Tim Cook on How Artificial Intelligence Is Enriching Apple

 
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Tim Cook on How Artificial Intelligence Is Enriching Apple

Highlights

  • At Apple’s quarterly earnings call CEO Tim Cook talked about AI
  • He talked about how Apple has opened up Siri to third-party developers
  • Better AI will also lead to better battery life, Cook said

Speaking at Apple's quarterly earnings call, Apple CEO Tim Cook covered a variety of subjects, and one of the areas that he highlighted for investors is artificial intelligence. AI has fast become one of the top buzzwords for most companies, including Facebook, Google, and Microsoft, and it seems Apple is no exception.

While AI is often viewed as an esoteric subject, its applications are found in everyday interactions, and Cook highlighted this by talking about HomeKit, CarPlay, and the Health app, and talking about how these experiences become smarter and more intuitive through the use of advanced AI.

"We have focused our AI efforts on the features that best enhance the customer experience," Cook explained. "For example, machine learning enables Siri to understand words as well as the intent behind them. That means Siri does a better job understanding and even predicting what you want, then delivering the right responses to requests."

At WWDC 2016 Apple talked about ways in which it can improve this further, and one of the ways in which Apple is doing this is by opening up Siri to third-party developers, something Cook highlighted on the call.

"To make Siri an even smarter assistant, we're opening the service to developers, and this fall Siri will be available across our entire product line," he said.

"We're also using machine learning in many other ways across our products and services, including recommending songs, apps, and news," Cook added.

What does this mean? Machine learning is a way of creating code that can learn new inputs and work out appropriate responses the way people do, and this has applications in a number of different situations.

"Machine learning is improving facial and image recognition in photos, predicting word choice while typing in messages and mail, and providing context awareness in maps for better directions," explained Cook. "Deep learning within our products even enables them to recognise usage patterns and improve their own battery life. And most importantly, we deliver these intelligent services while protecting users' privacy. Most of the AI processing takes place on the device rather than being sent to the cloud."

Battery life is one of the biggest issues these days, so if an app can get more user-friendly and also use less battery life that would be a huge win for any company. The fact that all of this happens on your device also means that it would be harder for anyone to hack this information, in case you were worried about privacy. Apple actually has some plans on privacy overall, which Cook highlighted on the call.

"Starting this fall, we'll be using sophisticated technology called differential privacy, enhancing our ability to deliver the kinds of services we dream of and customers love without compromising on the individual privacy our customers have come to expect from us," he said, and added, "It's becoming essential."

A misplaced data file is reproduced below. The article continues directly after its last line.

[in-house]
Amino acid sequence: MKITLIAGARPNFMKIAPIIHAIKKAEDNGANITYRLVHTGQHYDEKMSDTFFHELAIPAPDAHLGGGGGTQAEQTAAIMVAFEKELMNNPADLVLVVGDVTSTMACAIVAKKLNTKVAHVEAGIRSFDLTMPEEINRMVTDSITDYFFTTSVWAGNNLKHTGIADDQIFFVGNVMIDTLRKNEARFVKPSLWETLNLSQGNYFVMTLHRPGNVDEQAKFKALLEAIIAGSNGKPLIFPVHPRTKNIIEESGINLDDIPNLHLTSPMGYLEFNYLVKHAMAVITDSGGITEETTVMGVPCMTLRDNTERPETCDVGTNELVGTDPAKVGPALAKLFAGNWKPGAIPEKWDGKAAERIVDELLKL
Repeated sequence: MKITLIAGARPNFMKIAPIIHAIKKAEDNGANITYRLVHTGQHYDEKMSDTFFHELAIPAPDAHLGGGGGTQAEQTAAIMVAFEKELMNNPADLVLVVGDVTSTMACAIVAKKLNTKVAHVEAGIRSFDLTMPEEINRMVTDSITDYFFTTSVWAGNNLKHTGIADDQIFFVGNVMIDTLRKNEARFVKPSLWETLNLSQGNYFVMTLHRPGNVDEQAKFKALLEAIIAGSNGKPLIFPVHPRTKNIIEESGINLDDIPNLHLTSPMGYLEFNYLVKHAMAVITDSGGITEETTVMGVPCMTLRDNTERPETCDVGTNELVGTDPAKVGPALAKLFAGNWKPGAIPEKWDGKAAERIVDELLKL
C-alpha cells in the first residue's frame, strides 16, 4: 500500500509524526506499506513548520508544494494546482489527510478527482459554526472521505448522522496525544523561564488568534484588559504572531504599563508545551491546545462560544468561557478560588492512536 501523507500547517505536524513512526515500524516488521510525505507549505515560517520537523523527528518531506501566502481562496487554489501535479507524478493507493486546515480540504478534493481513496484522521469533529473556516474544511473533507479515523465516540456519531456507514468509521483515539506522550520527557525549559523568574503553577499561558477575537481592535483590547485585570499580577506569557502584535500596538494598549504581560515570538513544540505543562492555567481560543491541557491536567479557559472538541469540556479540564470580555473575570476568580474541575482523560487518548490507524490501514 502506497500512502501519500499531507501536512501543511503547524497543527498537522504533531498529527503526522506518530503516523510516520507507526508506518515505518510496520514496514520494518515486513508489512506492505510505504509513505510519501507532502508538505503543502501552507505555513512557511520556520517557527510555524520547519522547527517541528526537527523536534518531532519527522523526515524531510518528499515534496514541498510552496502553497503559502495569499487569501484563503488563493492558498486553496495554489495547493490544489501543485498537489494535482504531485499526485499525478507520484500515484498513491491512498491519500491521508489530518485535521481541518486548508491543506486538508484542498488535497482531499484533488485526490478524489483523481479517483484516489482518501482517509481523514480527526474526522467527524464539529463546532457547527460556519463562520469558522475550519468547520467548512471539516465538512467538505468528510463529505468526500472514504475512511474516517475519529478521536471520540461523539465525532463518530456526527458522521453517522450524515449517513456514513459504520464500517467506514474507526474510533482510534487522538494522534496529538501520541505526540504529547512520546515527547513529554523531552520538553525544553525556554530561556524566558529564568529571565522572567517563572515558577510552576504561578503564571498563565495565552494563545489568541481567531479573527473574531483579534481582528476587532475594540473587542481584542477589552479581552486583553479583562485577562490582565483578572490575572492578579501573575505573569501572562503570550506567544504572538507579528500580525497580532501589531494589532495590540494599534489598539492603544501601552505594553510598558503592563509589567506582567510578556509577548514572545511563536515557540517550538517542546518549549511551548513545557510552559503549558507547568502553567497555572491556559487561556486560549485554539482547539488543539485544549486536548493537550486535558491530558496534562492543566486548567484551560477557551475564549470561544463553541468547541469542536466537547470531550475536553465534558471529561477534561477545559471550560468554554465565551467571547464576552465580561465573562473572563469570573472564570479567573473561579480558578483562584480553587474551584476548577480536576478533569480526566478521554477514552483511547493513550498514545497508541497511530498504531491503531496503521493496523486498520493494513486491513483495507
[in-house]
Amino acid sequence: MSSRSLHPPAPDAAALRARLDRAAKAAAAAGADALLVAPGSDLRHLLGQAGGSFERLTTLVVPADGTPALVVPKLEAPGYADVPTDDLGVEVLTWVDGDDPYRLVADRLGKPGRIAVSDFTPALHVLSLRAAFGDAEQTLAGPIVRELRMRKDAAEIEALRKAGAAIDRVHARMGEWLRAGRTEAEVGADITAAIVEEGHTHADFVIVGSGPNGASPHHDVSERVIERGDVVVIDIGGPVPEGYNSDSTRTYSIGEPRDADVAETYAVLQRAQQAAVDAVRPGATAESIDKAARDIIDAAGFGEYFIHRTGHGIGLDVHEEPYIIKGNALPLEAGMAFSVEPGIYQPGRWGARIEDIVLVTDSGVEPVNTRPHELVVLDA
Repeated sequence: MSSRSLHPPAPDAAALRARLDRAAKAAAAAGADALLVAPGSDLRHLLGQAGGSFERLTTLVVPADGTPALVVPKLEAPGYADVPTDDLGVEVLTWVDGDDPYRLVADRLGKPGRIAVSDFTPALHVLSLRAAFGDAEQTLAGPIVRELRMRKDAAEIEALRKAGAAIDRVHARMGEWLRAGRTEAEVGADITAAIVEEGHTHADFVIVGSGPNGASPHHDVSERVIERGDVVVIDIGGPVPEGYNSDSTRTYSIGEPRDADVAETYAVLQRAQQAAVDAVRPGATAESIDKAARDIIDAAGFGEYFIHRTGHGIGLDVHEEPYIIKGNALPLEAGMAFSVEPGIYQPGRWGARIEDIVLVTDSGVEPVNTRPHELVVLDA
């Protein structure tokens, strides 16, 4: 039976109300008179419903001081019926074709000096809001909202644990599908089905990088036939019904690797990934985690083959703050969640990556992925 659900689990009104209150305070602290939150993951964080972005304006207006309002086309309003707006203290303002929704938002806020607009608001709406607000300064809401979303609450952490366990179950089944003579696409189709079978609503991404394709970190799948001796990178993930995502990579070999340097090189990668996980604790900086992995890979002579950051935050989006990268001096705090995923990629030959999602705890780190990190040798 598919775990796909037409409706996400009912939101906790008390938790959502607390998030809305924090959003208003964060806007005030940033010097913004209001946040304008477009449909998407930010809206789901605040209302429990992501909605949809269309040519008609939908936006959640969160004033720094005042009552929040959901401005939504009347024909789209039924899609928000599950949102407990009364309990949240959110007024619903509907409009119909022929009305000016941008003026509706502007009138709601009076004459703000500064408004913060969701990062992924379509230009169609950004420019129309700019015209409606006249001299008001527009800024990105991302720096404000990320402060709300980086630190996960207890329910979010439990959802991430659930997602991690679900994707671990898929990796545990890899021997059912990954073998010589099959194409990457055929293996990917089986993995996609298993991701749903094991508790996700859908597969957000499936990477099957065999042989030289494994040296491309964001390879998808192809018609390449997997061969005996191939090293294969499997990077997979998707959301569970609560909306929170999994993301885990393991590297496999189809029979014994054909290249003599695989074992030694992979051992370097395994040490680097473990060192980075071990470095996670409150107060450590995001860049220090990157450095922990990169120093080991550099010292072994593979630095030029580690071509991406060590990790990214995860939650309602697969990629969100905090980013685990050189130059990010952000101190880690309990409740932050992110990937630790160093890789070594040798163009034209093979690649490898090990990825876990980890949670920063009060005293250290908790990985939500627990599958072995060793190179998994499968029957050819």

At the same time, Cook also talked about how AI can make for not just smarter apps, but also a smarter phone - one where you don't necessarily have to dig through a dozen apps to get things done, but rather, everything you need is presented to you when the phone knows you want it.

"As the phone becomes more and more your assistant, it's one of those that you're not going to leave without it. And so I see all of those things as vectors that are incredibly positive," said Cook. "A killer user experience that is integrated across their lives I think becomes more important, and I think that really plays to our advantage. I also think that the deployment of AI technology is something that we will excel at because of our focus on user experience, and so I like that."

Apple has more to show for its efforts in artificial intelligence, where it was an early pioneer with its Siri digital assistant. But the company has been dogged by doubts that it has fallen behind rivals such as Amazonand Google and will be hard-pressed to catch up due to its strict privacy stance.

"They are running behind, and they are trying to catch up both in perception but also in fact," said Oren Etzioni, who is CEO of the Allen Institute for Artificial Intelligence and a professor at the University of Washington.

Cook maintained that Apple had found a way to strike the balance between progressing in artificial intelligence and maintaining users' privacy, detailing features in Apple's latest operating system.

"The deployment of artificial intelligence technology is something that we will excel at because of our focus on user experience," he said.

Written with inputs from Reuters

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Gadgets 360 Staff

The resident bot. If you email me, a human will respond.

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